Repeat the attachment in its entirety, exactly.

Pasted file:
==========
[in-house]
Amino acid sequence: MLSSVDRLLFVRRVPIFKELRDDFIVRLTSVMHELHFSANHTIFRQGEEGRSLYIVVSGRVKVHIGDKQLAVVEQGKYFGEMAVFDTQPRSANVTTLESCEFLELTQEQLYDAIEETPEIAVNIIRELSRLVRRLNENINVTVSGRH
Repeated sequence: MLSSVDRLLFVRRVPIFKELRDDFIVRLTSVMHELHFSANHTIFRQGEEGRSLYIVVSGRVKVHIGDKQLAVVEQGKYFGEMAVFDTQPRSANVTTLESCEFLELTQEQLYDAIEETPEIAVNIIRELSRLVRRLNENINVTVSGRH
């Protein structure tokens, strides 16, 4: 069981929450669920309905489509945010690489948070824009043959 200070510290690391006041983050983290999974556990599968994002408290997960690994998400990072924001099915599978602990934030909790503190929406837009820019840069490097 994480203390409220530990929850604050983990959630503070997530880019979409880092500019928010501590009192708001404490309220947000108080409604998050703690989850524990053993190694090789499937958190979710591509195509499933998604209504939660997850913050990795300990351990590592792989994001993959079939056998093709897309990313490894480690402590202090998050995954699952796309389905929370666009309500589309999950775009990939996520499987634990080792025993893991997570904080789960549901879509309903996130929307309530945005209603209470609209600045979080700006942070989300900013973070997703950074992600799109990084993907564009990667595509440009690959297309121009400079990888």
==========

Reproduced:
[in-house]
Amino acid sequence: MLSSVDRLLFVRRVPIFKELRDDFIVRLTSVMHELHFSANHTIFRQGEEGRSLYIVVSGRVKVHIGDKQLAVVEQGKYFGEMAVFDTQPRSANVTTLESCEFLELTQEQLYDAIEETPEIAVNIIRELSRLVRRLNENINVTVSGRH
Repeated sequence: MLSSVDRLLFVRRVPIFKELRDDFIVRLTSVMHELHFSANHTIFRQGEEGRSLYIVVSGRVKVHIGDKQLAVVEQGKYFGEMAVFDTQPRSANVTTLESCEFLELTQEQLYDAIEETPEIAVNIIRELSRLVRRLNENINVTVSGRH
């Protein structure tokens, strides 16, 4: 069981929450669920309905489509945010690489948070824009043959 200070510290690391006041983050983290999974556990599968994002408290997960690994998400990072924001099915599978602990934030909790503190929406837009820019840069490097 994480203390409220530990929850604050983990959630503070997530880019979409880092500019928010501590009192708001404490309220947000108080409604998050703690989850524990053993190694090789499937958190979710591509195509499933998604209504939660997850913050990795300990351990590592792989994001993959079939056998093709897309990313490894480690402590202090998050995954699952796309389905929370666009309500589309999950775009990939996520499987634990080792025993893991997570904080789960549901879509309903996130929307309530945005209603209470609209600045979080700006942070989300900013973070997703950074992600799109990084993907564009990667595509440009690959297309121009400079990888």